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Requiem exhib¡tion o Sa¡gon quartet



. Located in the heart of Sheung Wan Commercial District . Off ice sizes ranging f rom 1,110 sq.ft. to 3,SOS sq.ft.


CLUB 2 l,orver Alberr Road, Hong Kong Tel: (852) 2521 lSll Fu: (852) 2868 4092


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Second Vice

Correspondent Member Governors Lisa Barron, Rowan Callick, ßob Davis, Hubert van Es, ìvlark Landler,

. Entertainment hot-spots "SOHO" and LAN KWAI FONG

Journalist Member Governors Liu Kin-ming. Frarrcis Moriarry

are in the vicinity.

/ Meeting Room facilities.


Airticket giveaways for FCC Members For details, please call http://www.f



/ 9225 OO14 / 9632 üA2

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Comittee }Itberl van Es

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The Foreign Correspondents' Club of Hong Koug

The Correspondent is published 6 times a yean Opinions expressed b; rvriters in magazine a¡e not necessarily those of the


Mr. Raff Leung 9225 0014

(License No: S-005773)

- Taiwan election. Asian mismanagement.

Obituaries 21 Ross Way 24 Sing Sheng 25 Benno Gross

2 6 vr"¿iu I Press council musings by Professor

Frank Deaver.

Club. Publications Comittee Convanor: Dave Garcia P ¡o du c Lion'.




The Correspondent

27 *t^By The Numbers I society 2B

Ed.itor: Satl Lockhart


18 ProfessorJames Seymour

Valentine's Day dinner


General Manager Gilbert Cheng







Diplomatic Reception FCC reception for Hong Kong based diplomats.

19 Stephen Vines

Freedom of the Press Committee Convmor: F rancis Moriarty



Carl Rosenrlrrist

Con ¿cn or:





Entertaimeot Comittee





Ilouse Comittee


o'Rourke wonders about worrying for a living.

by photographers killed in action in Indochina.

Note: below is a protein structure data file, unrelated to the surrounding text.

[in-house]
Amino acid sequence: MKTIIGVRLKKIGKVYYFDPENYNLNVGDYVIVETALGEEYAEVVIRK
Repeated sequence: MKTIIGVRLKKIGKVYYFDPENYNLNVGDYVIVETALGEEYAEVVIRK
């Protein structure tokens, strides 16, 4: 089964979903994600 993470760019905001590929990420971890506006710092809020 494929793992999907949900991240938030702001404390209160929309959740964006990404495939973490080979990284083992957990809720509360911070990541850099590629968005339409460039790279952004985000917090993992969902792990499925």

Convmor: Dave Garcia



Cover Story 10 Saigon quartet: the story of the search for the missing bodies of four photographers shot down over Vietnam in 1971. 14 Photographs from the Back Wall exhibition


Membership Committee Col¿u¿nol; Hubert van Es

É ñ


F"ut rr"

Mark Landler

Corotitutional Colmittee Conaenor : Satl Lockhart



6 I

Finance Comnittee Convmor: Ben Beaumont (Treasurer)

usage and unlimited 56k modem usage.

Mr. Raff Leung (AGW) 2521 6467 Ms. Suki Tse (FCC) 2521 1511

eciprocal Club

Associate Member Governors Ben Beaumont, Dale Garcia, Marrìn Mer z, Call Rosenquist

. Free 2 No. Broadband internet line with 30 hours free



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2 t",,"., & Announcements I the President 4 I "rorn

Terry Duckham

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Jonathan Mirsky reviews Stephen Vines' book on the Asian crisis. Around the FCC in Pictures

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From Kevin Sinclair #1434 I opposed the work to the upstairs dining room and veranda, not so much because of the changes but because of the secretive way in rvhich the work was contracted without people having a say.

I still think the general membership should have been consulted. Having said that, I must in fairness congratulate Philip Segal on the finished article. The dining room is superb and the veranda is even more comfortable than before. Combined with excellent food, unmatched service and reasonable costs, it makes the outlet a compelling place to dine. \Arho was it who said the ends justify the means?


From Ann Jacklin (Brian Jeffries' sister)


a copy of the February/March Correspondent and imagine my surprise not to Today


mention embarrassment on reading that the total sum of donations in memory of Brian "is in excess of f32,000. I would be grateful if in the next issue you could please correct this to read "in excess of f2,000" which we felt was a superb and very generous result. I do apologise if this was an error on my part and please pass this on to 1re¿¡ readers. Thank you for publishing the letter anyway. An explanation from David Thurston#4121 I doubt it is your fault. If the magazine production people use a Mac computer, which I know they do, the 'pound sign' is obtained by pressing the option key and

the 3 key That's probably how the 3 got inserted,


KIDI\AP & RAI\SON{/EX The threats of Kidnapping, Extortion and Wrongful Detention are unpleasant facts of life in today's global business environment. American International Underwriters (AIU), in cooperation with the Foreign Correspondents' Club, has put together an insurance program specifically to help members of the FCC deal with these crisis situations. The program offers pre-defined benefits and pricing and includes the services of Kroll Associates, the world leader in Crisis Management consultin g.